Exhibit three: Blowin' In The Wind . Another piece of banal claptrap. Who's the "they" that is determining if the road-walking fellow is a man? And in a verse that I only vaguely realized the stupidity of when I was younger, who is going to ban those nasty cannonballs? Who will enforce it? And does that ban apply to copyright infringement as well? Please, I can't quite hear what the wind is saying...just how many times is that? Who allows a people to be free? How many people is too many to die? Ask the murderers; they're the ones controlling how many die. They're the ones sending millions to the camps and gulags. But if we don't look, then it isn't happening. See, problem solved!

The critics and writers for this set claim that American music was dominated by mindless drivel, and this was a potent contrast to it. Well, if it is poetry, it must stand up to a poetic critique. What is more mindless that this self-important triviality?

Another (incredibly bad) belief of the Sixties demonstrated repeatedly here is: Life just happens, There But For Fortune, and we have nothing to do with it. The good and bad that comes our way is largely outside our control, and we are not responsible for either. Therefore no one deserves praise or condemnation; it is all a crapshoot we do not control. Except poor Phil did not believe this, and was disappointed that he never received the fame he thought he deserved. And yes Phil, it was worth it. You think you can lump all wars into one and say that because we stole California from the Mexicans (who stole it from the Indians) that all conflict is evil. It's not, was not, and never has been. Though this is a fine song and fine performance, it is so wrong, so pig-headed, so misguided.

Is I Can't Help But Wonder Where I Am Bound? the best song of its kind? Glorious singing, scrumptious playing, perfect arrangement, but another song about helplessness and lack of control. Where I'm bound? Doesn't he decide that?

There are lots of unpleasant performances here. Glenn Yarborough gets on my nerves. He is so forced and affectatious, an oily guy whose initially interesting voice gets less fascinating the more one hears it. Now my folks loved him, though that may be because he's from Wisconsin and shared a birthday with my mom, one year younger. But I don't have their appreciation, and on this set, I'm forced to listen to him twice.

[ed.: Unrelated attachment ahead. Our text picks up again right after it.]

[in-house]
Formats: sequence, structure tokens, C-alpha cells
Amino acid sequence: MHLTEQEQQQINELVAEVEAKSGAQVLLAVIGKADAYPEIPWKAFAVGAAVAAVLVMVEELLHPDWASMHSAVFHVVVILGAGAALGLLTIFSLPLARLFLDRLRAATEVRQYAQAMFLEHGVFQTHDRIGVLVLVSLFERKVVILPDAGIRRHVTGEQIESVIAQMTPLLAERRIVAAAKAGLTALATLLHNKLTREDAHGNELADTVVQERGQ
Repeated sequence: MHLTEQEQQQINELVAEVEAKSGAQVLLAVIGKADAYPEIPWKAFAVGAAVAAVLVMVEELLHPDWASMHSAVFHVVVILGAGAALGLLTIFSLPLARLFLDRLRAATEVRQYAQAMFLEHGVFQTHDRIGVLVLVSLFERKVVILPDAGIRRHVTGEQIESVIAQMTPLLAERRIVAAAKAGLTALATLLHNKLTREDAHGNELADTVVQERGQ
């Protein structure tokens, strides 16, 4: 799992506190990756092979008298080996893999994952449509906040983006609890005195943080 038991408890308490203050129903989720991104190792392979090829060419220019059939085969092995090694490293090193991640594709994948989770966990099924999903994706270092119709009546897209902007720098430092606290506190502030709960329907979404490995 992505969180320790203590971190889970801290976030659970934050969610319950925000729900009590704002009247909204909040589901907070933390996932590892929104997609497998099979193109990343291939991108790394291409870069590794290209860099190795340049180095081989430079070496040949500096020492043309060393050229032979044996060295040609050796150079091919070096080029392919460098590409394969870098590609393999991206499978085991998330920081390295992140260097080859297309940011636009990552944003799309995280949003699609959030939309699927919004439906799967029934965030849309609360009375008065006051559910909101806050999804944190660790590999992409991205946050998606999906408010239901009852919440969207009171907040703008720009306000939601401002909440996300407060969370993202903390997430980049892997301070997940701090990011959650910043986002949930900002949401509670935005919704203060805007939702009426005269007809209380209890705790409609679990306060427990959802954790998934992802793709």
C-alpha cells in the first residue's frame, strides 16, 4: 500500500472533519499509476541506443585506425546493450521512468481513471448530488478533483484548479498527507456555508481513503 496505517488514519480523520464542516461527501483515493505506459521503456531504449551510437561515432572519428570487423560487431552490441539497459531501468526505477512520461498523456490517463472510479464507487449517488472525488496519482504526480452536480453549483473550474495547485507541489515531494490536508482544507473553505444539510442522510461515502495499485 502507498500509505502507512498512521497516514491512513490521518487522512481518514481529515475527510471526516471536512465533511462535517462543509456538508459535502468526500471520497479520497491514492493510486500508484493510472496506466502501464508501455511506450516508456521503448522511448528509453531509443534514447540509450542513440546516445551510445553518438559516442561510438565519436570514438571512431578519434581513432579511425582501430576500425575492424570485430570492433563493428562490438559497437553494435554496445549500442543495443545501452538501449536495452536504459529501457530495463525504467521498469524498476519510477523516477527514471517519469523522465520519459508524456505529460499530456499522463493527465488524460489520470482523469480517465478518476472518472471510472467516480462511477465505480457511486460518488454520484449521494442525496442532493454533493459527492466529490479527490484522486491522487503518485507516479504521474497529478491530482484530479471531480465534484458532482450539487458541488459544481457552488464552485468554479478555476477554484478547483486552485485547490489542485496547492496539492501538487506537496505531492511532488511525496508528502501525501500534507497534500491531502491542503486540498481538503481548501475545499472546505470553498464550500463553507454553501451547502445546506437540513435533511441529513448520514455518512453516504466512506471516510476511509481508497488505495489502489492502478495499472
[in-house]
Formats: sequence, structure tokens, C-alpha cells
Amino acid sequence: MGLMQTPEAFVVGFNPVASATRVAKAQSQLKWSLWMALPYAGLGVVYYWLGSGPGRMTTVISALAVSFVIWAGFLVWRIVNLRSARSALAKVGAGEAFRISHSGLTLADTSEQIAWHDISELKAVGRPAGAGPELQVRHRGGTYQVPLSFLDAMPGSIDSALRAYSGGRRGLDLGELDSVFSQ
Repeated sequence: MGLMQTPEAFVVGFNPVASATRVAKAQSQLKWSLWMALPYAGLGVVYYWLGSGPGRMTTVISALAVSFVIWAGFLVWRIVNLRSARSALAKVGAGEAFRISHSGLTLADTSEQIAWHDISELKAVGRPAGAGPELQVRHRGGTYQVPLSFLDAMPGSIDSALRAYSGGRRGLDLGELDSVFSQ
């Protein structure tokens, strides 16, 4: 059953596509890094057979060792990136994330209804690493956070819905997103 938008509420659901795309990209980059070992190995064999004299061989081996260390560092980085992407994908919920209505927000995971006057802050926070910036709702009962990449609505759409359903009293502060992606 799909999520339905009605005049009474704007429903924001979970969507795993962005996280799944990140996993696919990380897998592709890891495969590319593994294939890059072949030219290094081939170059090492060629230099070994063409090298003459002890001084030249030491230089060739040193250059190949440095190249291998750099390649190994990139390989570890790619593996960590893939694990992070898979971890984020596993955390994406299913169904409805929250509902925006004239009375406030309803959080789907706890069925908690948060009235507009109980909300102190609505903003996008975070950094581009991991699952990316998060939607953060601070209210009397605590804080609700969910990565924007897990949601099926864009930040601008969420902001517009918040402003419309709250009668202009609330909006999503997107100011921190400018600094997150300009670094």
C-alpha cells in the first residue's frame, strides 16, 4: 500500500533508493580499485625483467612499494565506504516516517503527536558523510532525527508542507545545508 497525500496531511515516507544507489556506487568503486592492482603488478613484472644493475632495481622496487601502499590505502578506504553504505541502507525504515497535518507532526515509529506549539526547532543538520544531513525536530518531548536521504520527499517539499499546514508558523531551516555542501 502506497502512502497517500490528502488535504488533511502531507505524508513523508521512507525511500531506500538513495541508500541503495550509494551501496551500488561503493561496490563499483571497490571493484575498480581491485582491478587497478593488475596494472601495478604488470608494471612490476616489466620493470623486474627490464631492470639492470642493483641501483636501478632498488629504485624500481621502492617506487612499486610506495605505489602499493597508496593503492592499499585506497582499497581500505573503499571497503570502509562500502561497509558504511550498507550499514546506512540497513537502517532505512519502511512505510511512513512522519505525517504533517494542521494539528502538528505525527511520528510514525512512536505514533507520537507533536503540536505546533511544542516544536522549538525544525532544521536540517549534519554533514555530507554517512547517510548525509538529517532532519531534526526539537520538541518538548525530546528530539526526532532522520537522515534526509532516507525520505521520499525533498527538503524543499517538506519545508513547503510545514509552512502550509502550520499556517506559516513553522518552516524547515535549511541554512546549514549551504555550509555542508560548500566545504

Here's a few folks I'm glad I never heard before:

  • Cynthia Gooding
  • Kathy and Carol; was there some affirmative action going on here? They had to have a certain number of females? Wow, they are baaad.
  • Bonnie Dobson is frightfully earnest and soggy...the kind of warble that makes me cringe. If this song were in a movie about the 60s, everyone would assume it was a parody!
  • Koerner, Ray, and Glover
  • Carolyn Hester
  • Barry and Barry
  • John Hammond
  • Judy Roderick, and why is that folk? Electric organ and guitars, psychedelic arrangement, if you include stuff like that you could include lots of other things...nothing particularly New Yorky about her, and a stupid arrangement. I know any song that shows America is unjust counts as a good one, but this is dreadful....and so inappropriate. This is sad, not confrontational.

And I'm forced to endure two Dave Van Ronk performances? Along with these guys I didn't like the first time around:

  • Jesse Colin Young
  • All jug bands
  • Peggy Seeger
  • Modern Folk Quartet

Not a total loss though. Though there were too many songs performed by others in more interesting versions, Eric von Schmidt, The Greenbriar Boys and Hamilton Camp. Now John Denver performed a song more well known by others, but gave a sterling performance. That is what this kind of anthology can do! And Judy Henske was nothing more than an obscure name to me; but wow, that gal can sing!

Nice to hear again:

  • Dolphins
  • Thirsty Boots
  • Pack Up Your Sorrows
  • Greenback Dollar by Hoyt Axton

There are amazing musicians buried in here, scattered in with guys who sound as if the whole thing is lark. And many of these same performers were on the far superior Folk Song & Minstrelsy set. Putting those performances on CD would be far more entertaining and valuable than this hodge-podge.